The Myths, Truths, and Powers of Peer Groups


In his 1937 book about self and business development entitled Think and Grow Rich, Napoleon Hill offers an early description of what business leaders would currently call a peer group. In the book, Hill writes of “two or more people actively engaged in the pursuit of a definite purpose with positive mental attitudes,” and says that this group “constitutes an unbeatable force.”

Since 1937, much has been written about peer groups and how they can help business owners achieve success by providing insight. These groups put business leaders in the room with like-minded individuals, as well as individuals from different industries and those who take drastically different approaches. Some writings about peer groups are useful, but others do miss the point, or spread myths about peer groups that may not be true. By demystifying which pieces of conventional wisdom surrounding peer groups are true and which are myths, we can ensure that business leaders are using this potentially “unbeatable force” to the best of its ability.

Myth: Only those business leaders who are doing something wrong need the advice of a peer group.

The Truth Behind It: Even when things are going well, every business leader stands to benefit from speaking to and learning from other business owners. It’s a good way to keep a pulse on the market and overall economy, as well as to analyze general market wide trends and get advice to help you avoid any stumbling blocks.

Of course, some leaders do have a certain level of clout and experience, and can either employ experts to track market trends, or may already be doing so themselves. But peer groups can have use for those individuals as well. Truth is, running a business is stressful, and leaders often take on more responsibilities than one person should reasonably handle. Peer groups offer leaders a platform to express their thoughts and feelings outside of their organization, providing a neutral space to voice the primary concerns of your business and life balance. It also allows them to get objective feedback and support from people from all walks of life, providing an objective lens into their strengths and weaknesses (everyone has them).

Myth: People who join peer groups do it for opportunistic reasons.

The Truth Behind It: Yes, people do join peer groups with the hope of improving their businesses, but that doesn’t mean they are going to use them as platforms to try and sell their good and services. In fact, many participants in peer groups have stated that the groups are good opportunities to get away from the constant selling they are tasked with in their day-to-day jobs.

The other thing that participants in peer groups have to say on the subject is that the most effective groups are the ones in which members get vulnerable. If members of the groups use them simply as opportunities to sell, network, or build connections, they tend to only present the positives about their businesses. The result is that they fail to get perspective on the issues they came to the peer group to address AND end up leaving with only surface-level connections.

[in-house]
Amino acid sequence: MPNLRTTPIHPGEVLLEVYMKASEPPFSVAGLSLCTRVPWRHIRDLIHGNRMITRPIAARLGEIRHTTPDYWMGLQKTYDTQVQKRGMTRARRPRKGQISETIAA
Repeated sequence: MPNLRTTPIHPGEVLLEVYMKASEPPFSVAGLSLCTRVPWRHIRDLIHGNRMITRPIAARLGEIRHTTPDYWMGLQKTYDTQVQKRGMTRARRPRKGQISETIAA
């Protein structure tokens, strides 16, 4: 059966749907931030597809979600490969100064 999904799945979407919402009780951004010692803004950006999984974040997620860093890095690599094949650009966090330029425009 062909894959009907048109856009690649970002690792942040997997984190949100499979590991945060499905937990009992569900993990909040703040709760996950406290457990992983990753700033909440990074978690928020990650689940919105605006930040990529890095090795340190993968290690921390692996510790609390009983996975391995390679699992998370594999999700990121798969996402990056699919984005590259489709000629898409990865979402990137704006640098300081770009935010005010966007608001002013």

So yes, opportunistic peer groups can be a problem, but a fixable one. If you yourself come to a peer group ready and willing to dive in, be vulnerable, and do the work of actually presenting the challenges you face as a business leader, others will likely follow suit. Then the real work can begin.

Myth: It’s not worth my time to engage in a peer group.

The Truth Behind It: There is some truth behind this myth. Peer groups do take time and intentionality to be effective, and busy business leaders may have to carve time out of already packed schedules to participate. However, it is the opinion of MANY that have participated in peer groups that, when it comes to this tool, “a stitch in time saves nine.” Peer groups can offer solutions and strategies for everything from time management to delegation to life/work balance, and actually might help you save time in the long run. That being said, you may not want to jump into one at your busiest time of year. That is the time to take notes on what is going well for your business when it’s at capacity and what can be improved upon. That way, you can bring those notes into a later peer group to help you solicit solutions and offer advice of your own.

Takeaways: Like anything in business or life, you will get out of a peer group what you put into it. If you show up with a willingness to be vulnerable and spend a little time away from your day-to-day, they can be incredibly effective tools. Participants have cited everything from less stress to innovative practices as things they have gotten out of the process, which has been used over the years by successful business leaders from Andrew Carnegie to many other accomplished professionals.

How EFBC Can Help: If you are looking to join a peer group, look no further than EFBC forums! If you’re not already familiar, our forums allow business leaders to connect once a month in small settings and receive all the benefits associated with any other peer group. And if time is still a concern for you, we offer a flexible option that might work better with your busy schedule. Find out more here: